Gassendi or Gassend Pierre
Gassendi Or Gassend Pierre, an eminent French philosopher and scholar, was born of humble parentage December 24, 1595, at Champtercier, a village near Digne, in Provence. He died at Paris October 24, 1655. From his earliest years he was noted for sweetness of disposition, quickness of apprehension, keenness of obseracation, and precocity of genius. As a child he would meander in the fields on clear nights to admire the beauty, variety, and order of the starry hosts, and would thus excite the anxieties of his family, till his habits and occupations became familiar to them. At four years of age he made sermons for the entertainment of his childish companions, at ten he delivered a Latin address to the bishop of his diocese, and at sixteen he had already adopted the motto of his life sapere aude — dare to be wise. He was early sent to school, and, fortunately, fell at Digne into the hands of a teacher able to appreciate and develop his wonderful powers. His father was with difficulty induced to permit his attendance at the University of Aix, along with the sons of a relative, and at that relative's expense. He was required to return after a two years' course. At Aix he was under the care of Fesave, a learned Minorite, who introduced him into the thorny labyrinths of philosophy. At the expiration of the appointed time Gassendi returned to the plow, but left it to teach rhetoric at the age of sixteen in the academy of Digne. At nineteen he was appointed on the death of Fesaya, to give instructions in philosophy at the University of Aix; but he devoted himself chiefly to the study of theology, as he had selected the Church for his career. In 1616, however, he was simultaneously elected to the chairs of theology and philosophy, and he accepted the latter. The authority of Aristotle had been long declining among the learned, and, in common with many of his precursors and contemporaries, Gassendi employed himself in the confutation of the peripatetic dogmas. The controversial views thus promulgated were snystemsatized in his Exercitationum Paradox carusm adversus Aristotelaos libri septem. Before publishing the work he submitted it to the judgment of Nicholas Peiresc and the prior of Valetta. By them he was persuaded to complete his design of entering the Church; and, after receiving his doctorate of divinity, was through their influence predaunted to a canonry at Digne. A portion of the Paradoxes was published in 1624, but the last five books were withheld by the advice of his friends, and his labors in this direction were arrested by the discovery that the subject had been sufficiently discussed by Francisco Patrizzi.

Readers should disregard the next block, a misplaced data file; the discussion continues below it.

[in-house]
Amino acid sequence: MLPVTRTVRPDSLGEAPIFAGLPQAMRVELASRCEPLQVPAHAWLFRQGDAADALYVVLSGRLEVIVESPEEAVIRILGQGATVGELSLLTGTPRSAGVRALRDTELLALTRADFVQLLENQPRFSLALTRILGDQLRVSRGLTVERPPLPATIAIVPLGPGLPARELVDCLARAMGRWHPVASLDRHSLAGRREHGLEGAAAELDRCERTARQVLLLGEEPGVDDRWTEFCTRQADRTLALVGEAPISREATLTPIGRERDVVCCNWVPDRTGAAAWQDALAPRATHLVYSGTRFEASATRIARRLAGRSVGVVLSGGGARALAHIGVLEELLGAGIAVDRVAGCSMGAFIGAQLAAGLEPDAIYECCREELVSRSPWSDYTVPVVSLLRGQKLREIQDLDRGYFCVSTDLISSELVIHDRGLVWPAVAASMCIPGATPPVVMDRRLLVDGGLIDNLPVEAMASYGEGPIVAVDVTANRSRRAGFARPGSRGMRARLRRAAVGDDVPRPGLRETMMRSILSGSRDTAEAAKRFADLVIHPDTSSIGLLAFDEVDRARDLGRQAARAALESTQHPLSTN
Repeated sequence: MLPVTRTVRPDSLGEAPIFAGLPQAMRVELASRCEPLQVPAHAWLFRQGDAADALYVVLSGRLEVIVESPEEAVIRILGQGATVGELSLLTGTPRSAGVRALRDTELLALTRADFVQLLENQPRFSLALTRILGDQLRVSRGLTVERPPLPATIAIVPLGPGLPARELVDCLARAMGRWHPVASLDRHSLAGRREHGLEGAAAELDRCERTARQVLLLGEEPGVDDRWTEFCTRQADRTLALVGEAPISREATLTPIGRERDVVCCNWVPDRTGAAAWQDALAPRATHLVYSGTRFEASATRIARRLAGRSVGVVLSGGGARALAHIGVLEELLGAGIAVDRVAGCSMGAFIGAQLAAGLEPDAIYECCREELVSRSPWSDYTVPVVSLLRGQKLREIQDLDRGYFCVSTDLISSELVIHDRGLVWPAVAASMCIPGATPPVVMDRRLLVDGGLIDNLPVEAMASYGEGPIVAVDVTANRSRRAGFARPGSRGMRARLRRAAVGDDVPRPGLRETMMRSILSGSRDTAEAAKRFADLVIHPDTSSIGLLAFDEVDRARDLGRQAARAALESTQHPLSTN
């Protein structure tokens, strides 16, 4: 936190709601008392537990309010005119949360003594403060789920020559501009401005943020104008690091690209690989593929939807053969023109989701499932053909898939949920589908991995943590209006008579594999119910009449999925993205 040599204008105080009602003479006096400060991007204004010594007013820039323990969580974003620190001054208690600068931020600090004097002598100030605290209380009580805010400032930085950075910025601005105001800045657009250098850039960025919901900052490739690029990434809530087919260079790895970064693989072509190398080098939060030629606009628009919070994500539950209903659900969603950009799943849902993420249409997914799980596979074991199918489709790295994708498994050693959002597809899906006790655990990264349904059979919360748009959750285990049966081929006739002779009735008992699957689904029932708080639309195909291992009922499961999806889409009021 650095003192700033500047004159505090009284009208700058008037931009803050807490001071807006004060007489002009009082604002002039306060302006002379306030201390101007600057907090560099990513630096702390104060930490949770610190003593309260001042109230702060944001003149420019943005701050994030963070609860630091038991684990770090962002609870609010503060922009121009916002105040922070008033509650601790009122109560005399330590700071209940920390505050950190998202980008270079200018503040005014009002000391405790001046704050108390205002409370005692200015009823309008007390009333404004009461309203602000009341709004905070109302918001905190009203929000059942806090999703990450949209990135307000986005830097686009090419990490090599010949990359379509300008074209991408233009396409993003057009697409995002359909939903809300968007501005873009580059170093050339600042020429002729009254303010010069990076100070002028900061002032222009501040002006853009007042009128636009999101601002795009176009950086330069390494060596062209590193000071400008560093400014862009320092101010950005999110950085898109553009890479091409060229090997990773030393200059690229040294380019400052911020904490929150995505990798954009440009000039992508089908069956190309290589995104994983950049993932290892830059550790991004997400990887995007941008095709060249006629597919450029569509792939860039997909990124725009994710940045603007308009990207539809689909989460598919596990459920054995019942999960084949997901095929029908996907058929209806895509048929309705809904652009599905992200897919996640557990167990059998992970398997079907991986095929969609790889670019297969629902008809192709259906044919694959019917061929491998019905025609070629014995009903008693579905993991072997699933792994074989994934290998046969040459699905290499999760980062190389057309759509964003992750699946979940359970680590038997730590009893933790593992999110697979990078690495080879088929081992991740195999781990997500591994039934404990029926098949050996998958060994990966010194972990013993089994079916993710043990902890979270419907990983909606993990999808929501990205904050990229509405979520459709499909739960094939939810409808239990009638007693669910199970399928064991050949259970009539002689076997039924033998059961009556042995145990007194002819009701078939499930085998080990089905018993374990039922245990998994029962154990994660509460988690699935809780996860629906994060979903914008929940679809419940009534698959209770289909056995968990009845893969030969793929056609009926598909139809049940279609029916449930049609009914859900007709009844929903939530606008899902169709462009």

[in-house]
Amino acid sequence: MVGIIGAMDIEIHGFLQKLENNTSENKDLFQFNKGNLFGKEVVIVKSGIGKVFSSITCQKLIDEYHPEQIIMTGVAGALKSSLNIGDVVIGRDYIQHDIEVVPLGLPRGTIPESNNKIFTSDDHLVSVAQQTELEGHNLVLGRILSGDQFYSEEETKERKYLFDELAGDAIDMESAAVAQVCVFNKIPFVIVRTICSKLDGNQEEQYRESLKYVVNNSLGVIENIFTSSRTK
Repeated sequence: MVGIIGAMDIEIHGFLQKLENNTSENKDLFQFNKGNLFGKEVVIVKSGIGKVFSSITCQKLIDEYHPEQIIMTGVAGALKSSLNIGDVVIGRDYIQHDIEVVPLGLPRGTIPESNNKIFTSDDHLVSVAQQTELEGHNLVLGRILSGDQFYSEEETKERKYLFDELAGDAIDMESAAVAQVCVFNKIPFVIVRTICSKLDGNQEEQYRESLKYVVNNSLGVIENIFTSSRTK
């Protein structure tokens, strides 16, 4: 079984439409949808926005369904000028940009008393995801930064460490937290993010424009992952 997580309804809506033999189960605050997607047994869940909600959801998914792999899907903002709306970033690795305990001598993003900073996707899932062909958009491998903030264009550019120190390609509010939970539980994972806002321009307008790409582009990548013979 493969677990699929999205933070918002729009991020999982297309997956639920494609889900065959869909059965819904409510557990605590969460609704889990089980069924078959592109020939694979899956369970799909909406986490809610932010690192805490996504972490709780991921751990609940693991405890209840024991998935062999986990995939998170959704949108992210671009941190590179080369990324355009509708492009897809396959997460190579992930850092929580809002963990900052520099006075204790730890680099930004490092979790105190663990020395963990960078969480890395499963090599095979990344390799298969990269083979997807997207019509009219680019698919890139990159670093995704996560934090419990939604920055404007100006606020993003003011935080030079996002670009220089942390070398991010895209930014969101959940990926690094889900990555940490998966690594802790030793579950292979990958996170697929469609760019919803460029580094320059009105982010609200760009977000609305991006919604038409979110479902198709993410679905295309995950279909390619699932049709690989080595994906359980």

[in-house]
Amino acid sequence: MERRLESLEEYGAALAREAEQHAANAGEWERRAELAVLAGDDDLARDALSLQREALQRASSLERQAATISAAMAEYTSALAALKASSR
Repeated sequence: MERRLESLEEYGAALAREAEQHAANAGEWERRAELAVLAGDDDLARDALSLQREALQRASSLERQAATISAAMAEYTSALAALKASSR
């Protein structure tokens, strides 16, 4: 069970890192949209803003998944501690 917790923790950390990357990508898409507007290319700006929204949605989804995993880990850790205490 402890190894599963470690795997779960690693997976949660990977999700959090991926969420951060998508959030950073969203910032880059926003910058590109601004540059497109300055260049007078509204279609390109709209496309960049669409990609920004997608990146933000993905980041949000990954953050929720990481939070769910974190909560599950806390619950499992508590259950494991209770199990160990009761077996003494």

These writings, petulant in character, and full of youthful cavils and superficial objections, provoked opposition, which was not mitigated by Gassendi's manifest predilection for the opinions of Epicurus. The young philosopher had been born at the close of the religious wars of France, and had entered upon life amid the turmoil and strife of the regency of Anne of Austria, during a period when many speculative minds sought relief from controversy, and from the agitation of religious and political dissensions, in the careless scepticism and easy morality which had been rendered attractive by Montaigne. Ecclesiastical duties having summoned him to Paris, he profited by the occasion to augment his multifarious learning, and to form the acquaintance of the learned in the capital. It was probably at this time that he was brought into intimacy with Des Cartes, an intimacy which was interrupted and shaken by his Observations on the Philosophical Meditations, and by the disingenuous conduct of Des Cartes in regard to them. Gassendi was induced to accept in 1645 the professorship of mathematics in the Royal College of France; but the exertion of lecturing, in conjunction with his other studious avocations, undermined his health, and compelled him to seek its restoration by a return to his native air. During this period he gave to the world the treatise De Vita et Joribus Epicuri (Lugduni. 1647), and his edition of the Tenth Book of Diogenes Laertius (1649), with copious annotations, in which he collected and arranged the abundant literary materials which he had gathered for the illustration of the philosophy and the philosopher of the Garden. In 1653 Gassendi returned to Paris, and, after publishing the lives of Tycho Brahe, Copernicus, Purbach, Regiomontanus, and Peiresc, devoted himself assiduously to the completion and perfection of his scheme of speculation, though these last results of his labors did not appear till after his death in the Syntagma Philosophiae Epicureae. His health finally gave way in 1654, and, after much suffering from pulmonary disease, he died, having survived his illustrious rival Des Cartes five years.